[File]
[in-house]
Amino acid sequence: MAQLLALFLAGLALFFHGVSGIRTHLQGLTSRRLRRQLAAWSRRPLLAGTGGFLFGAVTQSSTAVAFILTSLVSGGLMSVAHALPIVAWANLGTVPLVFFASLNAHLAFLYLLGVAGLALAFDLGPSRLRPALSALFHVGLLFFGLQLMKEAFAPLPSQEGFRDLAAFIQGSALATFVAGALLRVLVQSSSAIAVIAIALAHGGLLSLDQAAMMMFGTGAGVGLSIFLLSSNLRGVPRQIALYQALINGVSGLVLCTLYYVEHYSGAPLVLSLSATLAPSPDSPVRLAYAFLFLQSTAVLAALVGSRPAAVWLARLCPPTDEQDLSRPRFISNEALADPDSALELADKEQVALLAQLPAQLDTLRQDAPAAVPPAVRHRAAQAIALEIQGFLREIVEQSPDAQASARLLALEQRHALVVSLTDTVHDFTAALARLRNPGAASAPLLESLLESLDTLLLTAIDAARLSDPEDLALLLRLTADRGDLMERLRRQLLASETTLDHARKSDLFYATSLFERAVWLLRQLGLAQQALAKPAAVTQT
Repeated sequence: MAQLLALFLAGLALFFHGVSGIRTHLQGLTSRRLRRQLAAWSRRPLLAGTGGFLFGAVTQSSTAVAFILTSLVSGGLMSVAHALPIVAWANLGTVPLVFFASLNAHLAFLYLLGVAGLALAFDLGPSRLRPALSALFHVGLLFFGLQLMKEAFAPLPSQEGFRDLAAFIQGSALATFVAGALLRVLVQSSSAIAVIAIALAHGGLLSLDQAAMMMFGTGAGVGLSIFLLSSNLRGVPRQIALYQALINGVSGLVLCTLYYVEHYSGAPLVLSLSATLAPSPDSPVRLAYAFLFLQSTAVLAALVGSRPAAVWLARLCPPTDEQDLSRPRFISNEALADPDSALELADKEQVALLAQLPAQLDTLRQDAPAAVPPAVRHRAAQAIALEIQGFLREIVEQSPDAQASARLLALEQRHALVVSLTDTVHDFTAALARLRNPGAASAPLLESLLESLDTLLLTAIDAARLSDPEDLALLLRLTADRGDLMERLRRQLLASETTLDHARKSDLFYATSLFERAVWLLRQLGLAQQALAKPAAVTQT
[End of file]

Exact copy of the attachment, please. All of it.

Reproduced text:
[in-house]
Amino acid sequence: MAQLLALFLAGLALFFHGVSGIRTHLQGLTSRRLRRQLAAWSRRPLLAGTGGFLFGAVTQSSTAVAFILTSLVSGGLMSVAHALPIVAWANLGTVPLVFFASLNAHLAFLYLLGVAGLALAFDLGPSRLRPALSALFHVGLLFFGLQLMKEAFAPLPSQEGFRDLAAFIQGSALATFVAGALLRVLVQSSSAIAVIAIALAHGGLLSLDQAAMMMFGTGAGVGLSIFLLSSNLRGVPRQIALYQALINGVSGLVLCTLYYVEHYSGAPLVLSLSATLAPSPDSPVRLAYAFLFLQSTAVLAALVGSRPAAVWLARLCPPTDEQDLSRPRFISNEALADPDSALELADKEQVALLAQLPAQLDTLRQDAPAAVPPAVRHRAAQAIALEIQGFLREIVEQSPDAQASARLLALEQRHALVVSLTDTVHDFTAALARLRNPGAASAPLLESLLESLDTLLLTAIDAARLSDPEDLALLLRLTADRGDLMERLRRQLLASETTLDHARKSDLFYATSLFERAVWLLRQLGLAQQALAKPAAVTQT
Repeated sequence: MAQLLALFLAGLALFFHGVSGIRTHLQGLTSRRLRRQLAAWSRRPLLAGTGGFLFGAVTQSSTAVAFILTSLVSGGLMSVAHALPIVAWANLGTVPLVFFASLNAHLAFLYLLGVAGLALAFDLGPSRLRPALSALFHVGLLFFGLQLMKEAFAPLPSQEGFRDLAAFIQGSALATFVAGALLRVLVQSSSAIAVIAIALAHGGLLSLDQAAMMMFGTGAGVGLSIFLLSSNLRGVPRQIALYQALINGVSGLVLCTLYYVEHYSGAPLVLSLSATLAPSPDSPVRLAYAFLFLQSTAVLAALVGSRPAAVWLARLCPPTDEQDLSRPRFISNEALADPDSALELADKEQVALLAQLPAQLDTLRQDAPAAVPPAVRHRAAQAIALEIQGFLREIVEQSPDAQASARLLALEQRHALVVSLTDTVHDFTAALARLRNPGAASAPLLESLLESLDTLLLTAIDAARLSDPEDLALLLRLTADRGDLMERLRRQLLASETTLDHARKSDLFYATSLFERAVWLLRQLGLAQQALAKPAAVTQT